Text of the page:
Friday, January 28, 2011

The Coming of the Cait Sidhe

In which a strange but welcome visitor makes a first appearance.

In a realm close but far, visited seldom by citizens of our own country, a king sat brooding.

He sat, looking out the open window of a tall tower, his golden eyes gazing into the far distance, or into nothingness, his long, elegant fingers folded, the forefingers extended upward, pointing to the sky, as he rested a handsome chin on folded fists.

The king sighed a deep sigh, a sigh with the weariness of a hundred worlds on its back.

"I am troubled, Cat," said the king. A handsome black cat, who might or might not have been there just a moment ago, turned luminous eyes on his sovereign. He was a huge beast, blacker than a starless night, blacker than the deepest cave. A shining patch of white fur blazed on his dark chest.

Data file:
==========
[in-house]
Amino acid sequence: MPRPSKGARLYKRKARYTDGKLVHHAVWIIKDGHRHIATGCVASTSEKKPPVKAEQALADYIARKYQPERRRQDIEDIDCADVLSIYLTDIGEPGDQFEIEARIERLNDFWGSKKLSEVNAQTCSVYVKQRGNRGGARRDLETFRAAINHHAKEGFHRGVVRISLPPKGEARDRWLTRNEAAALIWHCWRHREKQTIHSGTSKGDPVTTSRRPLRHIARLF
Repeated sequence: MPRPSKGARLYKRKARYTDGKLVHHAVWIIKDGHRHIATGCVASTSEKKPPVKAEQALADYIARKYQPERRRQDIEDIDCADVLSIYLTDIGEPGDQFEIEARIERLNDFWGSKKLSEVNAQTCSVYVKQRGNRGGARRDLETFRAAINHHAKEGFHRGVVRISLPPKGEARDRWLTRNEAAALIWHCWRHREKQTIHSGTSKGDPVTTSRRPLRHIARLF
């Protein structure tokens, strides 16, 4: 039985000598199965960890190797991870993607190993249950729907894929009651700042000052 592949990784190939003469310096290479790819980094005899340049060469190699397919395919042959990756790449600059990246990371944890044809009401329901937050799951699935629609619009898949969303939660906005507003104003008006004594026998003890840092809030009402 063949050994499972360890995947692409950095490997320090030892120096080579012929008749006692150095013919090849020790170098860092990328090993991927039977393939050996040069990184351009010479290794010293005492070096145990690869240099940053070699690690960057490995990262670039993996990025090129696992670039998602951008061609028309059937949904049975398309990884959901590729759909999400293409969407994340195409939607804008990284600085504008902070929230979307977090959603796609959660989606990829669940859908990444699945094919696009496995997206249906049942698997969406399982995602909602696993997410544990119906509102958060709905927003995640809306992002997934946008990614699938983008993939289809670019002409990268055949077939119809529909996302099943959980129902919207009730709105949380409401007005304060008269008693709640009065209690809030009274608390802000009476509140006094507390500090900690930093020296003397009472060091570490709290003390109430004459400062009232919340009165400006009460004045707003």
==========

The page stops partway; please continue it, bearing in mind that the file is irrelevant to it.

Feeling the attention of the cat upon him, the king spoke again.

"There is a woman," he said, still gazing upon things in the unseen distance.

"She is sore beset."

The wind groaned a quiet melody, in minor mode, about the twisted turrets of the tall tower, ruffling slightly the king's long locks and teasing gently the cat's silken fur.

"I fear she will not hold."

After a time, the sky deepened and grew darker, becomeing golden, pink, then royal, then midnight. When the little lanterns of the stars began to wink on shyly, one by one, the king rose from his seat and strode from the chamber. The cat was nowhere to be seen.


"The City of Cats and the City of Men exist one inside the other, but they are not the same city." ~~Italo Calvino